--2 15th Annual Foot Race commemorates victory of two Tesuque men
Aug. 16, 2017
Tesuque dance
Padraic C O'Neill

Tesuque Pueblo’s Quiet Commemoration

August 16, 2012, 4:35 pm
By Padraic C O'Neill

In 1680 the Pueblos of northern New Mexico joined forces in a revolt against the Spanish governor, clergymen and people in order to reclaim the land occupied by Spaniards since the late 16th century. On Saturday, August 11, the Tesuque Pueblo held its 15th Annual Foot Race event to honor and commemorate the victory of two Tesuque men, Nicolas Catua and Pedro Omtua, who in August of 1680 ran holding leather and yucca cords to neighboring villages in order to spread word of the revolt’s earlier-than-planned beginning.


The foot race began just before dawn at the Tesuque Pueblo and two young men, Cypriano Herrera and Jonathan Vigil, were chosen to carry the cords. Each knot on the cord signified a day until the revolt was to begin in August of 1680. During the foot race on Saturday, every Tesuque runner held the commemorative cords in relay-race fashion before meeting at Fort Marcy Park to run as group, led by Herrera and Vigil, to the Santa Fe Community Convention Center.


Tribal members gathered together in the SFCCC courtyard chatting and waiting for Mayor David Coss and Tesuque governors and council members to speak. In his brief speech, Mayor Coss honored the two Tesuque men who sacrificed themselves in order to carry important messages to surrounding Pueblos and villages on August 10, 1680. After the speech, a group of 12 young Tesuque men and women dressed in leather and colorful adornments performed the “bow and arrow” dance.


Scanning the crowd there appeared almost exclusively Native Americans. When asked why there were not more non-Natives present at the event, James Hena, a former Tesuque governor said, “Either they don’t care, or there was no publicity on the part of the mayor and his staff.” Carla Lopez, Public Information Administrator for Mayor Coss’ office said that sometimes “information doesn’t get sent to us, but we’re willing to promote nonprofits or community related events.”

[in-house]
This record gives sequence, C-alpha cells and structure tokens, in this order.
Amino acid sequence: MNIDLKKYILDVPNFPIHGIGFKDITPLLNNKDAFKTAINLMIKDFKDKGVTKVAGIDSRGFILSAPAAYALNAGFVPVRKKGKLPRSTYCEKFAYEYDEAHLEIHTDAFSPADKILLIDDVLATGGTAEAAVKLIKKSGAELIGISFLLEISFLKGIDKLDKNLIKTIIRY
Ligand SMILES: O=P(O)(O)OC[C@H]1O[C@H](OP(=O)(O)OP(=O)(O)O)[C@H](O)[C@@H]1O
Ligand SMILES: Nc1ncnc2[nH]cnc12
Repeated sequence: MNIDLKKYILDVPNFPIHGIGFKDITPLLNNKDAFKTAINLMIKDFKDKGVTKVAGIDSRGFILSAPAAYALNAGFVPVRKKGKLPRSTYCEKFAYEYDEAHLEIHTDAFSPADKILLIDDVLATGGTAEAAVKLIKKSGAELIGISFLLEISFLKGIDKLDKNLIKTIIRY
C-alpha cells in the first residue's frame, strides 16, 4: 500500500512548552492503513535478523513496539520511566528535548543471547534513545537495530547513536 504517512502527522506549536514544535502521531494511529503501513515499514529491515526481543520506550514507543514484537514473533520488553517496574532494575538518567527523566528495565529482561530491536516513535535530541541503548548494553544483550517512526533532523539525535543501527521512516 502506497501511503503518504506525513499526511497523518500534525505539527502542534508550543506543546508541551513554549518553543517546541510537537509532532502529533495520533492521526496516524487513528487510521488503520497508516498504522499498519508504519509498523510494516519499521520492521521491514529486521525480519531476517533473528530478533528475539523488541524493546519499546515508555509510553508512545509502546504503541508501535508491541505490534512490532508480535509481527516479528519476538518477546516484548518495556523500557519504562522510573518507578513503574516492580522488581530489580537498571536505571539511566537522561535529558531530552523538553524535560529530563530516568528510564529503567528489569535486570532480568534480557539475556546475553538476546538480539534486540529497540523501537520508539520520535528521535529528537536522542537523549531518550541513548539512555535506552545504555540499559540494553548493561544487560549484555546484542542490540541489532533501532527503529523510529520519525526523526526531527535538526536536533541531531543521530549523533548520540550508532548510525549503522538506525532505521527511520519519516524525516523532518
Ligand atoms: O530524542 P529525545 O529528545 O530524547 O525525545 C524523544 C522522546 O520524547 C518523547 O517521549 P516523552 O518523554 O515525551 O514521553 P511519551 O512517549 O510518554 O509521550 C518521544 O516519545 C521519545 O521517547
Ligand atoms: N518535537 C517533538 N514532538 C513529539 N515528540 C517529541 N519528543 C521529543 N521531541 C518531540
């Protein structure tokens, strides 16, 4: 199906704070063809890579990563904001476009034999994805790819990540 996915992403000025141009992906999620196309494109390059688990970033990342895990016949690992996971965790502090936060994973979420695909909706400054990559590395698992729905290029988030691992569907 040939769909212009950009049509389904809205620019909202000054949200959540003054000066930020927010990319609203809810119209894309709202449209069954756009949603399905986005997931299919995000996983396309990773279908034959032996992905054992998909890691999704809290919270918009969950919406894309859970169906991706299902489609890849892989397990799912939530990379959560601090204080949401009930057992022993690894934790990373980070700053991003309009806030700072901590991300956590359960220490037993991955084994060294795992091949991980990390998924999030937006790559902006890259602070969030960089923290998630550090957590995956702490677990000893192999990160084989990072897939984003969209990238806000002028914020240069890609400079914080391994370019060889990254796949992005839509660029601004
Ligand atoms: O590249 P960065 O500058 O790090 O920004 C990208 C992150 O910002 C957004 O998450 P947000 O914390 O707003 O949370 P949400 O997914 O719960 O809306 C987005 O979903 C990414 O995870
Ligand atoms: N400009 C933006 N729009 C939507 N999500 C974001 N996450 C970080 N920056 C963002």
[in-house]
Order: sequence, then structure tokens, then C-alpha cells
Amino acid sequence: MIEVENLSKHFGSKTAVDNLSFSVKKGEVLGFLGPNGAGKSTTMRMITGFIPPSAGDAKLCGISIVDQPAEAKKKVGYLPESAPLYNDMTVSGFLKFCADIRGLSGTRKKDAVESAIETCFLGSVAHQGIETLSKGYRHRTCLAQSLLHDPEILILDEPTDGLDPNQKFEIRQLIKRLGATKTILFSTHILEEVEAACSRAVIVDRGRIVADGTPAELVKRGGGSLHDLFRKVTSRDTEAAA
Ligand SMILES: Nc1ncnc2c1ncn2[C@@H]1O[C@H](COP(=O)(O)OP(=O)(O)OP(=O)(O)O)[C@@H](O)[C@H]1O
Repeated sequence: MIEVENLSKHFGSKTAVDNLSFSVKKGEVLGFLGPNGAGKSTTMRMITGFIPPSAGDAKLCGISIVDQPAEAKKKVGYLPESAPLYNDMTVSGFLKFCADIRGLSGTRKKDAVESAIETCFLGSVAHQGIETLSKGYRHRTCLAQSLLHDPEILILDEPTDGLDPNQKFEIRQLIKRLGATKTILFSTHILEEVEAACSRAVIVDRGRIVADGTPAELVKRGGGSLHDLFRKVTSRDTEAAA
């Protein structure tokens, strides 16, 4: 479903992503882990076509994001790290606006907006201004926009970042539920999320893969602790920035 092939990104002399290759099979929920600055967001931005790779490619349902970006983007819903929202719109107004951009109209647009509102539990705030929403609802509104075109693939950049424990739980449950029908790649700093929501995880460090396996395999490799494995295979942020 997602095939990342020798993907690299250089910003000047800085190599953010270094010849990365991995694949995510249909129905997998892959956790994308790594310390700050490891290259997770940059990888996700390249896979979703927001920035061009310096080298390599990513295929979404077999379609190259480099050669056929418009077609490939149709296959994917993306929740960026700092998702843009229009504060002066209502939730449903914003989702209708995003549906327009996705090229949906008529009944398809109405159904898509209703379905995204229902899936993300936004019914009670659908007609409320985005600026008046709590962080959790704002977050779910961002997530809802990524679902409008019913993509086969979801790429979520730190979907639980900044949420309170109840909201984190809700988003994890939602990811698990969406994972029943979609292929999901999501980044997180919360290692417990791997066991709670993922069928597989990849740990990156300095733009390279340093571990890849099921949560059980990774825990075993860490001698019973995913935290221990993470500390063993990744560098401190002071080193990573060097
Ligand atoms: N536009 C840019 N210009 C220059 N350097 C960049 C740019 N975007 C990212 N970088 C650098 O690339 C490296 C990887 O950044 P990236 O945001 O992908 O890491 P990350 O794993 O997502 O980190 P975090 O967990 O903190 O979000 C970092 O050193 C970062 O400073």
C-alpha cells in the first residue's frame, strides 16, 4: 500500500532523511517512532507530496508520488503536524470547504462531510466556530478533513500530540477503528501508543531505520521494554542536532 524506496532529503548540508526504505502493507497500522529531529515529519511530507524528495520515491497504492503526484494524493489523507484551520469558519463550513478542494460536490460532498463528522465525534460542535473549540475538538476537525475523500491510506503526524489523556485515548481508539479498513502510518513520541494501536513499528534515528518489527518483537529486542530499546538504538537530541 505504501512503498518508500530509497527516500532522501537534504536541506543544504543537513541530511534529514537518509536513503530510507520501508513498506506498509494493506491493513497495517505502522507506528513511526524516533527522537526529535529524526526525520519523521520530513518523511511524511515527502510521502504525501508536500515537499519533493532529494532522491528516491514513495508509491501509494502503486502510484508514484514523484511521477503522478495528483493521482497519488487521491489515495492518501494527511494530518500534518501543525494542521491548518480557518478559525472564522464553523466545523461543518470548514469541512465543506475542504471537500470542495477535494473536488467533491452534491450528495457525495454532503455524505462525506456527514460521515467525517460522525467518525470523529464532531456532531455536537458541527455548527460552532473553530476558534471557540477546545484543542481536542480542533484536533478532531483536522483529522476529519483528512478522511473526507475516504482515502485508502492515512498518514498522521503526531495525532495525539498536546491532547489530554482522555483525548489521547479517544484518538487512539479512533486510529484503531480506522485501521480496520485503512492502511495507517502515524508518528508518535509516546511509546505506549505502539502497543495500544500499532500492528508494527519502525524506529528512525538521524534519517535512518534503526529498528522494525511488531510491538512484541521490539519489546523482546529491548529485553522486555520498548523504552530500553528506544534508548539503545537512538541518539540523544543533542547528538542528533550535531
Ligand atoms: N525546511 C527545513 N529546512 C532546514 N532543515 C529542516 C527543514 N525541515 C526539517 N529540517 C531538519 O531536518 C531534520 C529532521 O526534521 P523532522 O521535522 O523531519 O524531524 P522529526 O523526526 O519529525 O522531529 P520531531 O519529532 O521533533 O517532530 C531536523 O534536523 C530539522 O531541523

Members of the Tesuque Pueblo told me that Saturday’s event was more of a [Tesuque] community event. Roxanne Herrera, an organizer of the event, said that the 2007 event drew a larger non-Native crowd, but that, since it was the 10th annual celebration, there was more effort to promote it. Herrera also said that on Saturday evening a member of the tribe suggested the event be more open to the larger community next year. In traditional Native fashion, the idea will ultimately be discussed among tribal elders


According to Lopez, Mayor Coss’ involvement with the Pueblos has been progressive, “He has done a tremendous amount to establish a government-to-government relationship that did not exist before.”


Tesuque Governor Ramos Romero’s office did not return a phone call by deadline. It remains unclear whether or not the Tesuque tribe wants more interaction with non-Natives, or whether the non-Native population has an interest in Tesuque culture and tradition. Whatever the temperature of contemporary cross-cultural relationships may be, people do seem to understand one another on some level. Hena’s father used to tell him as a child, “Everybody puts their pants on like you do.”


Saturday’s event was not listed on the calendar of santafenm.gov, santafe.org. The event was listed on SFCCC calendar and had a projected attendance of 50 people; a rough estimate of those in attendance numbered about 80 people.


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